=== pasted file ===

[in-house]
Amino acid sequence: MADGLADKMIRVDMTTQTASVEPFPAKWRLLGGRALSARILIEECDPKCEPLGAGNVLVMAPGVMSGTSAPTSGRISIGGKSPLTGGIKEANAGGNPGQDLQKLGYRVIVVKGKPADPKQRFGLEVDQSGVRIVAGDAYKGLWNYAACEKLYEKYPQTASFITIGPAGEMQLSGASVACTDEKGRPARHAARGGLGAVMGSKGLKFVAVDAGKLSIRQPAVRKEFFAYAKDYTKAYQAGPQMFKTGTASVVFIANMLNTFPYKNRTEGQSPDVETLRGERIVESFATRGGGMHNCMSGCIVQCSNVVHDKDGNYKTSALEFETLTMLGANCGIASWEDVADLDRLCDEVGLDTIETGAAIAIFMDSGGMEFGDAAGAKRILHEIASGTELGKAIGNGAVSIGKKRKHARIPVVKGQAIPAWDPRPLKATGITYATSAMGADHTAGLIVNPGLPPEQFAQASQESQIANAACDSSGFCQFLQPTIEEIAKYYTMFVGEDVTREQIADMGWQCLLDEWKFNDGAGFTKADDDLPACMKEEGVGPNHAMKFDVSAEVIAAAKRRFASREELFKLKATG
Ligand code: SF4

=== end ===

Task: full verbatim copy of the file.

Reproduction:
[in-house]
Amino acid sequence: MADGLADKMIRVDMTTQTASVEPFPAKWRLLGGRALSARILIEECDPKCEPLGAGNVLVMAPGVMSGTSAPTSGRISIGGKSPLTGGIKEANAGGNPGQDLQKLGYRVIVVKGKPADPKQRFGLEVDQSGVRIVAGDAYKGLWNYAACEKLYEKYPQTASFITIGPAGEMQLSGASVACTDEKGRPARHAARGGLGAVMGSKGLKFVAVDAGKLSIRQPAVRKEFFAYAKDYTKAYQAGPQMFKTGTASVVFIANMLNTFPYKNRTEGQSPDVETLRGERIVESFATRGGGMHNCMSGCIVQCSNVVHDKDGNYKTSALEFETLTMLGANCGIASWEDVADLDRLCDEVGLDTIETGAAIAIFMDSGGMEFGDAAGAKRILHEIASGTELGKAIGNGAVSIGKKRKHARIPVVKGQAIPAWDPRPLKATGITYATSAMGADHTAGLIVNPGLPPEQFAQASQESQIANAACDSSGFCQFLQPTIEEIAKYYTMFVGEDVTREQIADMGWQCLLDEWKFNDGAGFTKADDDLPACMKEEGVGPNHAMKFDVSAEVIAAAKRRFASREELFKLKATG
Ligand code: SF4